Monday, December 5 2022

A Pennsylvania judge has ruled that state real estate licensing requirements violated the Pennsylvania Constitution when they applied to a North Jersey woman who managed short-term vacation rental properties in the Poconos .

Commonwealth Court Judge Stacy Wallace said in a ruling on Monday that licensing requirements for salespeople and property brokers are ‘unreasonable’, ‘unduly oppressive’ and unnecessary in the case of Sally Ladd, who managed vacation properties for a handful of owners in the Poconos. and houses for rent listed on platforms such as Airbnb and its own website.

Wallace said the Real Estate Licensing and Registration Act licensing requirement is an unconstitutional violation of Ladd’s right to pursue her chosen occupation. She said that in Ladd’s case, the requirements are an unreasonable way to achieve the law’s goal of protecting consumers from fraudulent real estate practices.

Wallace’s court order prohibits the state from requiring Ladd to obtain a real estate license if it handles rentals of less than 30 days. The order only applies to Ladd, though many other people throughout Pennsylvania operate similar businesses handling short-term vacation rentals. Wallace said whether and how these hire managers should be regulated is up to lawmakers.

READ MORE: Poconos property manager gets second chance to fight for her job

Monday’s ruling “is a victory for entrepreneurs and common sense,” said Josh Windham, an attorney at the Institute for Justice, a Virginia-based libertarian public interest law firm that represents Ladd.

Now, “other people who run a business substantially similar to Sally’s should be sure they can run those businesses without having to get a full real estate license,” Windham said. “We’re talking about people helping other people use platforms like Airbnb and Vrbo to rent properties to vacationers.”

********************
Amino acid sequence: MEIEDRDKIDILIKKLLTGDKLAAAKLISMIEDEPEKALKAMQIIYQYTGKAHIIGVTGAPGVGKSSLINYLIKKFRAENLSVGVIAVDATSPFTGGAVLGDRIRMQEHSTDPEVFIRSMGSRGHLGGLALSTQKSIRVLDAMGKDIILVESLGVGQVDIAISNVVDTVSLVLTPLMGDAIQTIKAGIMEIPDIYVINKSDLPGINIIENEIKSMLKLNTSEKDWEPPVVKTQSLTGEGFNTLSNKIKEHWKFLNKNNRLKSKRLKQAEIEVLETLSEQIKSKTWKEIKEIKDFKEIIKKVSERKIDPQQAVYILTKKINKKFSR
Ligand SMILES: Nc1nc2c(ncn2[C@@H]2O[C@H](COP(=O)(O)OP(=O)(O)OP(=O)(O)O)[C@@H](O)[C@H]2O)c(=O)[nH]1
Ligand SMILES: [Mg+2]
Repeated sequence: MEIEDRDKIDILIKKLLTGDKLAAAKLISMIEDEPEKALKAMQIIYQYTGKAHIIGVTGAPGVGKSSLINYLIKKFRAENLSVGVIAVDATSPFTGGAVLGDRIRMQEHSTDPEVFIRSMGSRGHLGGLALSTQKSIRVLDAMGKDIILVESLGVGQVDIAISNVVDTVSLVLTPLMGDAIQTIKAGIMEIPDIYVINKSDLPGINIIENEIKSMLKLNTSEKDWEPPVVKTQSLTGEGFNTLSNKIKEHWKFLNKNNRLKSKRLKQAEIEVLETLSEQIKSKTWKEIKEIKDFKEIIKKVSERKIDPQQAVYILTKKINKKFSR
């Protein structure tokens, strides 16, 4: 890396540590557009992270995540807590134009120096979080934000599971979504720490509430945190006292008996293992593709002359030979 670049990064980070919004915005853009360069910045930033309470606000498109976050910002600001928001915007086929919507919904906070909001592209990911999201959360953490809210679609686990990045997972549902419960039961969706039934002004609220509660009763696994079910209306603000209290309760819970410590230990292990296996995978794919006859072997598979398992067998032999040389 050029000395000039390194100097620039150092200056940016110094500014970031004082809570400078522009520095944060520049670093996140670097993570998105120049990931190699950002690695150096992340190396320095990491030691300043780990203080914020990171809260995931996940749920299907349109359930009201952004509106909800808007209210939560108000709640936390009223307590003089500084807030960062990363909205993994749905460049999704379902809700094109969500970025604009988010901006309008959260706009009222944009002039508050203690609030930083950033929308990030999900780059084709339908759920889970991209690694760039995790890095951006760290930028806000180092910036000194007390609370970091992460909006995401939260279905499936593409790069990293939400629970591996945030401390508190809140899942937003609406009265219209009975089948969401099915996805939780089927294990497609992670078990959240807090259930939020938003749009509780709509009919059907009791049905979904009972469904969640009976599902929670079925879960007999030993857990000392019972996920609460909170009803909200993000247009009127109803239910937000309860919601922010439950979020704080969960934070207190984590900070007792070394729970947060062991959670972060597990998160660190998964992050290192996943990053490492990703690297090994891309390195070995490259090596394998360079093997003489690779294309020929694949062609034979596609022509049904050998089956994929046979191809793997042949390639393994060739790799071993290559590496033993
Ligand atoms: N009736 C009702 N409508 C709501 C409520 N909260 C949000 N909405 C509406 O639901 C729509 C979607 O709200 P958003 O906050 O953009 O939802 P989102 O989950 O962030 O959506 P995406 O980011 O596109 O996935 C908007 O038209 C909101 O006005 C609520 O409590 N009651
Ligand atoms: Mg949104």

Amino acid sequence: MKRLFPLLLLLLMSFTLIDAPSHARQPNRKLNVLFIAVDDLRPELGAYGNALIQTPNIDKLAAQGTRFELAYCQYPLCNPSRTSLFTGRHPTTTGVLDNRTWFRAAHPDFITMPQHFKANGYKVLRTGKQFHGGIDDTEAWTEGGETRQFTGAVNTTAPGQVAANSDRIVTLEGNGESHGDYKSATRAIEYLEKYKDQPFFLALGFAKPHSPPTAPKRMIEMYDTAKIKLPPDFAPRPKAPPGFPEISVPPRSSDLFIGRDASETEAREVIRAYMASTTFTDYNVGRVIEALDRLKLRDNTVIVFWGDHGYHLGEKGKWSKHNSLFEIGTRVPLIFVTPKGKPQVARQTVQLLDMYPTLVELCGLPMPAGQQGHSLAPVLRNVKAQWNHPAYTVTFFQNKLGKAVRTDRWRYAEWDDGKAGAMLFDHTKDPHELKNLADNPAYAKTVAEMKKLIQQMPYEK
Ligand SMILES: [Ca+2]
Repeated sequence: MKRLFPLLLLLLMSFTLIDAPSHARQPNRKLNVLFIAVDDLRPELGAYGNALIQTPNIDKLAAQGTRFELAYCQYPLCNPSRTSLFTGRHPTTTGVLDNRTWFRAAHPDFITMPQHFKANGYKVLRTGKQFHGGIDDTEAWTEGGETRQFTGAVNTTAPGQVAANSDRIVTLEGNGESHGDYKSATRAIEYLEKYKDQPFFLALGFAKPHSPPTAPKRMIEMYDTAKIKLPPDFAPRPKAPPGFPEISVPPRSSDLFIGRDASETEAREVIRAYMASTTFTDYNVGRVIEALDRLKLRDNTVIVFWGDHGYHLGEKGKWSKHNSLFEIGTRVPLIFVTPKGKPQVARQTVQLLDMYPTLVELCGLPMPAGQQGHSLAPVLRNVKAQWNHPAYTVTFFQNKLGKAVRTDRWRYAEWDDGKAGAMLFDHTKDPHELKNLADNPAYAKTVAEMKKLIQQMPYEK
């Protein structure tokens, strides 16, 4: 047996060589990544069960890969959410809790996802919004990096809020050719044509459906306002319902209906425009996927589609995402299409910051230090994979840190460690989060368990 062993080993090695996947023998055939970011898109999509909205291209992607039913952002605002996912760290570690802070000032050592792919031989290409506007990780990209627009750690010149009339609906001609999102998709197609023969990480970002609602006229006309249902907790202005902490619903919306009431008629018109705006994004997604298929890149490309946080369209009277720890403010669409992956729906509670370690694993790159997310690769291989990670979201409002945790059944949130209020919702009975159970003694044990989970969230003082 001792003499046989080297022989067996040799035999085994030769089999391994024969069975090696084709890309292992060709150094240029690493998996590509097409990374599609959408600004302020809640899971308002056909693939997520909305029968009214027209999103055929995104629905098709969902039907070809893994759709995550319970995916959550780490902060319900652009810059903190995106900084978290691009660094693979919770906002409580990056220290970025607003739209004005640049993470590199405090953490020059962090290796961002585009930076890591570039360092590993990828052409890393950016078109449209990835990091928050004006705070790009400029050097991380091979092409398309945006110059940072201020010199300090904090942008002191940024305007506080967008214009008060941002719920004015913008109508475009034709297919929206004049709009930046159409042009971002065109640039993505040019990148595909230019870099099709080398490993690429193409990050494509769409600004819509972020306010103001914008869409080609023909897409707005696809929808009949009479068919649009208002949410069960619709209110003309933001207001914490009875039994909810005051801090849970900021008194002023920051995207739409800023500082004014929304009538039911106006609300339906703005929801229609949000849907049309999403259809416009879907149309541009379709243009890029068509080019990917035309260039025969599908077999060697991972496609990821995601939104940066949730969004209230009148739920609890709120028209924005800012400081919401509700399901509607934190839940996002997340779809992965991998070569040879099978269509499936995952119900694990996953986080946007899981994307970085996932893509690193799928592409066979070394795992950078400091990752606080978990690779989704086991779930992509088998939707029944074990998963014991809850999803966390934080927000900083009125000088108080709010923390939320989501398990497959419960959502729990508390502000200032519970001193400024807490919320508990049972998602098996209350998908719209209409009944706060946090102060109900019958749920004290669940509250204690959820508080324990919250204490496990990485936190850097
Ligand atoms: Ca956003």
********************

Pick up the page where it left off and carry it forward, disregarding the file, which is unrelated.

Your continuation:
The State Department and the Pennsylvania Real Estate Commission, which could appeal the judge’s decision, did not comment on the decision.

Ladd, a Somerset County resident in her late 60s, shut down her online vacation property management business in 2017 after the Pennsylvania State Department said she was the subject of a investigation for having practiced real estate without a license. At the time, she made the vast majority of her income from her business, which she grew after being laid off from a full-time job in digital marketing.

She sued several State Department agencies, including the Pennsylvania Real Estate Commission, claiming she was being denied the opportunity to earn a living in her chosen profession. Under land licensing and registration law, Ladd would have had to spend hundreds of hours learning material that doesn’t apply to his business, complete an apprenticeship, pass exams, pay thousands of dollars and open a physical office in Pennsylvania instead of operating from its home in New Jersey.

“I have never had any interest in buying or selling property or managing long-term leases,” Ladd said in a statement following Monday’s decision. “But I saw a need in the market for someone who could help owners manage their vacation rentals. I liked the job, I was good at it and I’m glad this decision allowed me to do it again.

READ MORE: Airbnb property manager accused of breaking law asks Pennsylvania Supreme Court to rule on gig economy

About a decade ago, Ladd began renting properties she owned on Arrowhead Lake in Monroe County. In 2014, his company, Pocono Mountain Vacation Properties, began managing rental properties for other landlords.

She typically handled rentals lasting from a few days to a few weeks, according to court documents. The owners paid him a commission, which was about $30 to $50 per night per booking, according to court documents.

She has since sold the two Poconos properties she owned.

A 2020 opinion from the Pennsylvania Supreme Court said the law governing the licensing and registration of real estate agents appeared to be “unduly oppressive” and unnecessary when applied to someone in Ladd’s position. The court overturned a previous Commonwealth Court order dismissing Ladd’s lawsuit and returning the case to the lower court for review.

After the state Supreme Court’s decision, the Commonwealth Court ordered a hearing, which took place in July.

“As the court reviewed the facts,” Windham, Ladd’s attorney, said in a statement, “it became clear that Pennsylvania’s real estate licensing system had nothing to do with the type of vacation rentals short-term contracts managed by Sally and that the state had many ways to protect consumers that were less restrictive than a full-fledged license.

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